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Batman Returns
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Batman Returns

After the runaway success of Tim Burton's first Caped Crusader movie, Batman (1989), a sequel seemed like a sure bet, at least in the minds of executives at Warner Brothers, which owned the franchise. But Burton had to be talked into coming back for another stab at the legendary comic book character. In fact, his first public reaction to the suggestion of a sequel was that it was "a dumbfounded idea." The studio persisted, and he finally relented, but only after getting the script he wanted. Although there were plenty of characters and plot threads that could have been carried over from the first movie, Burton wanted an entirely fresh approach in Batman Returns (1992), with an opportunity to create another Batman story from square one. After a disappointing first draft by the first movie's writer, Sam Hamm, which had the Penguin and Catwoman teaming up in a quest for hidden treasure, producers brought in Daniel Waters, whose black comic take on the cult hit Heathers (1989) was certain to be more in tune with Burton's sensibilities. Waters came up with a social satire that had an evil business mogul named Max Shreck (a homage to actor Max Schreck who created the vampire role in Nosferatu, 1922) backing a bid by the Penguin for the Gotham City mayor's office. Waters also gave Catwoman a more ferocious background, with psycho-sexual overtones and a contemporary feminist slant.

Burton needed more than a new script, however, to be sold on the project. He also required a completely new look, abandoning the idea of working in England on Anton Furst's still existing sets from the first movie and hiring production designer Bo Welch, who had designed the director's earlier features Beetlejuice (1988) and Edward Scissorhands (1990). Burton also secured the services of a large number of King Penguins, which had to be flown from England in a refrigerated plane and kept happy and healthy with a refrigerated trailer, a swimming pool stocked daily with a half ton of ice, and a daily delivery of fresh fish.

Michael Keaton was also not a shoe-in to return as the Dark Knight until the studio offered him a substantially larger salary. With the new script, Keaton was also able to bring deeper shades of anger and neurosis to Batman's alter-ego Bruce Wayne. Presumably, the greater acting opportunities and bigger pay helped assuage the fact that with so much focus on the over-the-top Penguin and Catwoman characters, the title role was almost a supporting player in his own story.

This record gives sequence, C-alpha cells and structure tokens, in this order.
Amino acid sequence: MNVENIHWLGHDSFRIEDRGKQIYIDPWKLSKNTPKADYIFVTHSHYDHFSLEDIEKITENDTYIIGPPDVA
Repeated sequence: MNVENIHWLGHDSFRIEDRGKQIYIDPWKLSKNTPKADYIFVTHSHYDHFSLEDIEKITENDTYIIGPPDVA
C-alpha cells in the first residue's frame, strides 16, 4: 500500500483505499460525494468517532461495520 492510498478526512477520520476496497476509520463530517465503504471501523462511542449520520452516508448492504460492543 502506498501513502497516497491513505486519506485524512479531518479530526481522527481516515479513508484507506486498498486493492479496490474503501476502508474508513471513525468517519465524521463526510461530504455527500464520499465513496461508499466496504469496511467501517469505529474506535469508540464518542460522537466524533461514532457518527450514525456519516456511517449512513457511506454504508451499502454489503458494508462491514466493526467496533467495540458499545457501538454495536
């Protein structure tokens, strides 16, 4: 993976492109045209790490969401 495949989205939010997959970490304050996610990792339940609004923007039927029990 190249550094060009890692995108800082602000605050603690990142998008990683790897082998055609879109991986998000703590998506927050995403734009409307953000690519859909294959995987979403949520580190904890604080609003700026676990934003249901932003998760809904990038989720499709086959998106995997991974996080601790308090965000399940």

Burton wanted to cast Marlon Brando as the Penguin, but this was nixed by the studio (which preferred Dustin Hoffman) and most vehemently by Batman creator Bob Kane. Consideration was also given to Christopher Lloyd when the character bore a closer resemblance to the tuxedoed dandy familiar from the Batman TV series. When Burton and Waters redrew the character to be a deformed, vengeful half-human/half-bird villain, attention turned to Danny DeVito. He, too, was initially reluctant but consented after talking with pal Jack Nicholson, for whom the Joker role in the first movie was a major financial windfall. DeVito threw himself into the part despite the hours of make-up required to make him the Penguin and a level of secrecy surrounding the character's look that prevented DeVito from discussing it even with his family.

Michelle Pfeiffer was also not the first choice to play Catwoman. Annette Bening was signed but had to drop out when she became pregnant. Julie Newmar, one of three actresses to play the role in the TV show, reportedly lobbied for the part, despite being close to 60. Tense moments were caused when Sean Young showed up at the Warner Brothers lot to pursue the job. Young was originally cast as Vicki Vale in the first film, but after breaking her collar bone in an on-set accident, she was replaced by Kim Basinger. In the early 90s Young had a reputation for difficult, erratic behavior, so when she showed up at the studio in a Catwoman costume, producers went to great lengths to avoid her and Burton allegedly hid under his desk. It was reported that Lena Olin and Madonna were also briefly in the running, but Pfeiffer was finally signed for the part at $3 million, $2 million more than Bening's asking price.

Burgess Meredith, who played the Penguin on the TV series, was asked to play the character's father in the opening of the film but illness prevented him from it. Burton then brought in two of the stars of his feature debut, Pee-wee's Big Adventure (1985), Paul "Pee-wee Herman" Reubens and Diane Salinger, to play the character's parents.

Batman Returns garnered some good reviews and a number of nominations and awards but ran into controversy, and some diminishment of box office, when parental groups complained of its violence and sexual innuendo. The McDonald's fast food chain caught the most flak because they were giving away Batman Returns toys in their child-oriented Happy Meals.

Director: Tim Burton
Producers: Denise Di Novi, Tim Burton

Screenplay: Daniel Waters, Sam Hamm, based on characters created by Bob Kane

Cinematography: Stefan Czapsky
Editing: Bob Badami, Chris Lebenzon
Production Design: Bo Welch
Art Direction: Rick Heinrichs
Original Music: Danny Elfman, Steven Severin (song "Face to Face")
Cast: Michael Keaton (Batman/Bruce Wayne), Michelle Pfeiffer (Catwoman/Selina), Danny DeVito (Penguin), Christopher Walken (Max Shreck), Michael Gough (Alfred).
C-122m. Letterboxed.

by Rob Nixon

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